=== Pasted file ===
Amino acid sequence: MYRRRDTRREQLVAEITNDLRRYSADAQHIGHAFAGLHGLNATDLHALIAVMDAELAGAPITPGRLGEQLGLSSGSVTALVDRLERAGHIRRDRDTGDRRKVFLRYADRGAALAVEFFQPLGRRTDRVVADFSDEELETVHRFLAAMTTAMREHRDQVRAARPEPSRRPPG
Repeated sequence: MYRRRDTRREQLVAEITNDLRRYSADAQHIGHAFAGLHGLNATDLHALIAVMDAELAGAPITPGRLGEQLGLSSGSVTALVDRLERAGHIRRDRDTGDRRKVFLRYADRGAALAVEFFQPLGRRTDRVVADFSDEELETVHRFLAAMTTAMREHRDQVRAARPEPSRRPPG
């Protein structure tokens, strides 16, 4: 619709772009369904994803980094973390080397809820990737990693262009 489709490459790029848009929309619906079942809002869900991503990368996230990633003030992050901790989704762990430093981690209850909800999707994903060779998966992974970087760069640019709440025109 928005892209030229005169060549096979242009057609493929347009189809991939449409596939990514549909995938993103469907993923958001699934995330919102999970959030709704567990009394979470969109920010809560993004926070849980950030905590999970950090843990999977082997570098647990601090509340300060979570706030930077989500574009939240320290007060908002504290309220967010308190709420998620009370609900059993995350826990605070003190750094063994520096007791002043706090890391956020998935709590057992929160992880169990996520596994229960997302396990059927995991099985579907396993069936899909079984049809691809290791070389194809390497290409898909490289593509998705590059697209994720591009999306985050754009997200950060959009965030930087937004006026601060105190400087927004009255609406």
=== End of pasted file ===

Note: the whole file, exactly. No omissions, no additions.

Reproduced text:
Amino acid sequence: MYRRRDTRREQLVAEITNDLRRYSADAQHIGHAFAGLHGLNATDLHALIAVMDAELAGAPITPGRLGEQLGLSSGSVTALVDRLERAGHIRRDRDTGDRRKVFLRYADRGAALAVEFFQPLGRRTDRVVADFSDEELETVHRFLAAMTTAMREHRDQVRAARPEPSRRPPG
Repeated sequence: MYRRRDTRREQLVAEITNDLRRYSADAQHIGHAFAGLHGLNATDLHALIAVMDAELAGAPITPGRLGEQLGLSSGSVTALVDRLERAGHIRRDRDTGDRRKVFLRYADRGAALAVEFFQPLGRRTDRVVADFSDEELETVHRFLAAMTTAMREHRDQVRAARPEPSRRPPG
């Protein structure tokens, strides 16, 4: 619709772009369904994803980094973390080397809820990737990693262009 489709490459790029848009929309619906079942809002869900991503990368996230990633003030992050901790989704762990430093981690209850909800999707994903060779998966992974970087760069640019709440025109 928005892209030229005169060549096979242009057609493929347009189809991939449409596939990514549909995938993103469907993923958001699934995330919102999970959030709704567990009394979470969109920010809560993004926070849980950030905590999970950090843990999977082997570098647990601090509340300060979570706030930077989500574009939240320290007060908002504290309220967010308190709420998620009370609900059993995350826990605070003190750094063994520096007791002043706090890391956020998935709590057992929160992880169990996520596994229960997302396990059927995991099985579907396993069936899909079984049809691809290791070389194809390497290409898909490289593509998705590059697209994720591009999306985050754009997200950060959009965030930087937004006026601060105190400087927004009255609406």